A year ago I was at our positions near Ilovaisk. Then, I couldn’t describe in writing what I had seen. Today it is worth writing a real report.

I went to Ilovaisk for a reason - the war in the Donbas was a mere improvisation, and another pair of eyes was always needed there to assist with current problems. I was in good relations with the command of the B sector, for my information would draw attention to their problems of combat support. In Ilovaisk, intense battles were underway - I was supposed to deliver a valuable cargo: 14 Pulsar thermal goggles, 250 excellent Israeli-made Kevlar helmets, and several dozens of Temp armored vests, which had been found and bought by Fond Oborony Krainy's Hennadii Korban and Oleksii Salkoch. The military and volunteers had been asking of thermal sights, for even one such device was a deficit at that time. Combat engagements often took place after dark. Helmets were also a deficit - many soldiers were using metal soviet helmets and they preferred not to wear them. The military were asking for protection means.

The military allowed me to fly to the combat zone by helicopters; they even let me pick up two companions - Kalin Dimitrov and Chechen hero Isa Munaiev…. He, the EU citizen, had just arrived from Denmark to help Ukraine… In the morning two Mi-24 of the 16th brigade of the army aviation picked us up and we flew to the ATO [anti-terrorist operation - e.]. We landed really soon. But it was not Ilovaisk - it was the B sector HQ in Velykonovoselivka, the Donetsk region. I asked the pilots why we could not go further. They said: "This is grey area. Our [troops] do not control it in full, ambushes are possible. The day before yesterday, a Mi-24 of the 7th regiment was downed near Heorhiivka, it was done by Russian air defense. We are currently not allowed to fly to Ilovaisk." HQ officers told us that all battle-ready units of the B sector were currently near Ilovaisk, that the enemy was able to easily penetrate to our rear, and that 40 kilometers from Ilovaisk, at the border, Russian units were regularly crossing the border and bunching up on our territory.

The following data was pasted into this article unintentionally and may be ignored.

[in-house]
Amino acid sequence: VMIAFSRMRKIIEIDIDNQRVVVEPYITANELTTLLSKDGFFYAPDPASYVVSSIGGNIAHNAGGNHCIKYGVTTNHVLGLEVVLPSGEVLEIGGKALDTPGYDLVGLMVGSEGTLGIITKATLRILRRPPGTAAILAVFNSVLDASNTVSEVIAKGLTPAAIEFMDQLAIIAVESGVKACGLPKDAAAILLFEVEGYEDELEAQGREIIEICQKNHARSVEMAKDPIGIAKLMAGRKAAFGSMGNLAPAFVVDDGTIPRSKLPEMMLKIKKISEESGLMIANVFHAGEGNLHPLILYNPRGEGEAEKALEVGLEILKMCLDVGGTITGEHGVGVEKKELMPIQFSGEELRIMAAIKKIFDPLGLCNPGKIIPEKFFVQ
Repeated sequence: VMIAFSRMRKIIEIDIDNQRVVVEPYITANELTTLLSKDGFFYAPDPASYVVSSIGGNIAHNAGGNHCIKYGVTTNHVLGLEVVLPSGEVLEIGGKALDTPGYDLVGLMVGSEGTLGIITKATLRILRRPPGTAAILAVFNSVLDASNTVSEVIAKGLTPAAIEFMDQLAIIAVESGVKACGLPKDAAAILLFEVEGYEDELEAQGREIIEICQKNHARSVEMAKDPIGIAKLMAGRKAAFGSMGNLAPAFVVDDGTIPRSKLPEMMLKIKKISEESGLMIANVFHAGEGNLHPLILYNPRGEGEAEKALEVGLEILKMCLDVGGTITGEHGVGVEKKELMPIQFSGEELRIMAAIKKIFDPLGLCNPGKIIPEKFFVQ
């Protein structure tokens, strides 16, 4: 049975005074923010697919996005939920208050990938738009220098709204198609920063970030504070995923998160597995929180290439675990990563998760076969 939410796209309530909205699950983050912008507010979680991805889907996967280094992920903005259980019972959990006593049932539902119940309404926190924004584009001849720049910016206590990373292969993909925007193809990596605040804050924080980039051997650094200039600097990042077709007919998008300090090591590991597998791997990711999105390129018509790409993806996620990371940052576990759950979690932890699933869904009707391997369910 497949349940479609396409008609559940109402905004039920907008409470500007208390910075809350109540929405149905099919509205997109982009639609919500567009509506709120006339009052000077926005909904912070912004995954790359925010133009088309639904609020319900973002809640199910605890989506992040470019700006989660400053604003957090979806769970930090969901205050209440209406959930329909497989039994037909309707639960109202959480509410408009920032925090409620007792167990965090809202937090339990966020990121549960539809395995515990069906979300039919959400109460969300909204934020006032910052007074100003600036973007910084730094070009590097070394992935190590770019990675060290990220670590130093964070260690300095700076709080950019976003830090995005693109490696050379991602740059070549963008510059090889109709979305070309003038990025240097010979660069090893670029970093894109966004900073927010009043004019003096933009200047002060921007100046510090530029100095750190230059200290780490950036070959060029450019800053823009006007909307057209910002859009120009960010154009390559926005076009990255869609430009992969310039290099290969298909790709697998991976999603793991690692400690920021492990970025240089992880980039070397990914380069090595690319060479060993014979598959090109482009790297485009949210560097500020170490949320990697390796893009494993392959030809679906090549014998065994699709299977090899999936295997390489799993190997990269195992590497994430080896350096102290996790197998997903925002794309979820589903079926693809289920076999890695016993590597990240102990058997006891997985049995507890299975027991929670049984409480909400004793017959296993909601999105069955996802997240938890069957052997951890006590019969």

The beginning was not very bright. The HQ said we could only go to Ilovaisk as part of a guarded convoy, for the enemy could penetrate the area unopposed - we had no troops to control the rear. But the cargo we carried was very valuable, so we were convoyed by a unit from the newly created military civil administration commanded by General Staff Colonel Oleksii Nozdrachov. In the Nozdrachov's group, we were accompanied by Dmytro Muravskyi, who carried his assault rifle and camera with him.

We had to travel for about 150 kilometers. The road was empty. There was no hassle of a front line road. We had met no military vehicles until we reached Starobesheve. No Ukrainian military, no Ukrainian flags in villages. We were passing bridges and dirt piles, and I automatically noticed dozens of spots for easy ambushes, where one detachment could stop a battalion, and a blowing up of a bridge could paralyze movement for a long time. No security at all.

The only road to Ilovaisk went through Starobesheve, it could have been cut easily, but the enemy did not do that. It was disturbing.

We nearly entered Donetsk - it was easy, the city was 20 kilometers from us. We only managed to see the front line when we saw several our soldiers sitting in bushes, one standing at the road. The soldiers had nothing except for tommy-guns. It was an advanced position. Good for us that we had noticed them, otherwise we could have entered the enemy's territory. Only one soldier went out to the road - other were either talking over the phone or hiding in the bushes from the heat. Looking at them, I was hoping that no one would attack them.

So there we were, at the command point near Ilovaisk. All battle command in Ilovaisk had been conducted from the 39-06 checkpoint. There I met B sector commander General Khomchak, Deputy Interior Minister Serhii Yarovyi, Donbas battalion commander Viacheslav Vlasenko and Dnipro battalion commander Bereza.